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Self-Care

"Epidemic Of Obesity" Target Of U.S. Health Agencies


There has been much news coverage recently about the epidemic of obesity in the U.S.

Obesity has more than doubled from 15 percent from 1976 to 1980 to 31 percent in 1999 to 2000. Sixty-five percent of adults ages 20 to 74 were overweight or obese in 1999 to 2000, according to a new report from the Centers for Disease Control and Prevention (CDC).

Even the U.S. Surgeon General noted the explosion in news coverage in a recent speech: "Awareness of obesity is growing, as the coverage becomes more and more high-profile, including the covers of TIME, Newsweek, USA Today, as well as numerous broadcast reports," said Vice Admiral Dr. Richard H. Carmona.

He noted that from October to December 1999, there were fewer than 50 articles in the American press about obesity and being overweight. "Contrast that with three years later — October to December 2002 — when there were more than 1,200 articles about obesity and being overweight in the same sample of American magazines and newspapers."

The total annual cost of obesity in the U.S. was $117 billion in 2000.

Obesity is the "fastest-growing cause of disease and death" in America today, the Surgeon General said.

  • Obesity has reached epidemic proportions. Nearly two out of three Americans are overweight or obese; that’s a 50 percent increase from just a decade ago.

  • Roughly more than 300,000 Americans die every year from illness related to obesity and being overweight. That’s nearly 1,000 people every day, one every 90 seconds.

  • Obesity is creeping into our children’s lives. More than 15 percent of Americans age 6 to 17 are overweight or obese. That’s more than eight million young people. A direct result of the obesity epidemic is that type 2 diabetes, previously unheard of in young people, is trickling into our schools — and left unchecked, it leads to serious illness and possible death.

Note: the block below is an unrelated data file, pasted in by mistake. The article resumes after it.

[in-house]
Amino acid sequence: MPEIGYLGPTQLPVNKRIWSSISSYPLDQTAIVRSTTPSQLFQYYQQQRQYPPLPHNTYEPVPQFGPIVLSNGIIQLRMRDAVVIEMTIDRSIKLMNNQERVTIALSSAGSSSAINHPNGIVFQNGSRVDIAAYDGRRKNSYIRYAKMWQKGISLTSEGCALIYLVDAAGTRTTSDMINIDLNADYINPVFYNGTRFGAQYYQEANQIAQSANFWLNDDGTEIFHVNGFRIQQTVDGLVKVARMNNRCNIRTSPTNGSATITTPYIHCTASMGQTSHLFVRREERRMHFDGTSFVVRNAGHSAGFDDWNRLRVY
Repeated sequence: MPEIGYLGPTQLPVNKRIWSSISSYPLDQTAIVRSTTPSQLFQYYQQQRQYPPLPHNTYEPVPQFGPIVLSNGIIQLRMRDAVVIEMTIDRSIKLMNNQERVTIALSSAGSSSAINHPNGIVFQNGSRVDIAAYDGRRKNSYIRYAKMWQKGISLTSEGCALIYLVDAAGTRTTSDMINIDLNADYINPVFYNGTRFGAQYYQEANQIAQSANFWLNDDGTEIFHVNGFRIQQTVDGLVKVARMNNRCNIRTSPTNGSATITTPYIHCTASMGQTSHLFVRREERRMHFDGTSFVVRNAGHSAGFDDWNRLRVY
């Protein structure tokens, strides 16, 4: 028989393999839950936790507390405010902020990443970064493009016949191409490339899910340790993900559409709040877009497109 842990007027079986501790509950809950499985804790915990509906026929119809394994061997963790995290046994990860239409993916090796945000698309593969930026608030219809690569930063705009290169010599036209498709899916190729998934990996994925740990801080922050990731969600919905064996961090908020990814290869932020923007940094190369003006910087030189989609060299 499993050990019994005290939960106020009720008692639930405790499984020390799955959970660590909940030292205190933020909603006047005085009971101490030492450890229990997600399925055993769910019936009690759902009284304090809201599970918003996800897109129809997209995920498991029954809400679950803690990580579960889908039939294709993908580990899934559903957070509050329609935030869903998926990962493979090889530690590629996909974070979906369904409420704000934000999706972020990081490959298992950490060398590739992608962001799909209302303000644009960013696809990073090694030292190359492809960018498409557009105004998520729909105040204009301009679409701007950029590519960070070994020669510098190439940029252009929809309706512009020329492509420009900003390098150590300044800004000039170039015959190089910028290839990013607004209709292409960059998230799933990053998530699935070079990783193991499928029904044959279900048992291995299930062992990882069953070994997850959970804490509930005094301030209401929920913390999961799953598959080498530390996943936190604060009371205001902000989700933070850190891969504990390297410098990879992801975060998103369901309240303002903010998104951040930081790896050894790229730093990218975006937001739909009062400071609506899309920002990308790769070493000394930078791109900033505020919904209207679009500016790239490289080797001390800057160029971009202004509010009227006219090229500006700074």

• And minorities are faring worse than the overall population: 23 percent of Hispanic- Americans are obese, and 30 percent of African-Americans are obese.

    Carmona noted that President Bush’s fiscal year 2004 budget proposal includes $125 million to prevent diabetes, obesity and asthma through community-based healthier lifestyles.

    Through the President’s Healthier U.S. Initiative introduced last year, Carmona said educational efforts are aimed at four essential principles:

  • Be Physically Active Every Day. Even modest physical exercise like walking 30 minutes a day, five days a week, can dramatically lower your risk of type 2 diabetes and help you in your fight against obesity.

  • Develop Good Eating Habits. Remember to eat at least five fruits and vegetables a day. And those working in corporate America are probably familiar with the "stretch goal." The stretch goal for fruits and vegetables is to eat nine a day.

  • Get Regular Check-ups and Preventive Health Screenings.

  • Avoid Risk. If you smoke, stop. If you don’t smoke, don’t start. And never, ever do drugs or drink to excess.

    Also, the Food and Drug Administration (FDA) was convening a public meeting this month to discuss issues within it’s jurisdiction related to obesity and nutrition. The purpose of the meeting was to discuss the FDA’s role and responsibility in addressing the public health problem of obesity, promoting better consumer dietary and lifestyle choices that have the potential to improve the health and well-being of Americans, and how best to build a framework for messages to consumers about reducing obesity and achieving better nutrition.

    Among the national health objectives for the year 2010 is a reduction in the prevalence of obesity among adults to less than 15 percent.

    The CDC said research indicates that the situation is worsening rather than improving.

    A link to the CDC’s overweight and obesity Web pages is: www.cdc.gov/nccdphp/dnpa/obesity/index.htm

    Addresses: The Surgeon General, Office of the Surgeon General, 5600 Fishers Lane, Room 18-66, Rockville, MD 20857; www.surgeongeneral.gov/sgoffice.htm. Centers for Disease Control and Prevention, 4770 Buford Highway NE, MS/K-24, Atlanta, GA 30341-3717; (770) 488-5820, fax: (770) 488-5473, www.cdc.gov/nccdphp/dnpa/obesity. Food and Drug Administration, 5600 Fishers Lane, Rockville, MD 20857-0001; (888) 463-6332, www.fda.gov.

    Copyright 2004 Health Resources Publishing


  • © 2004 Health Resources Publishing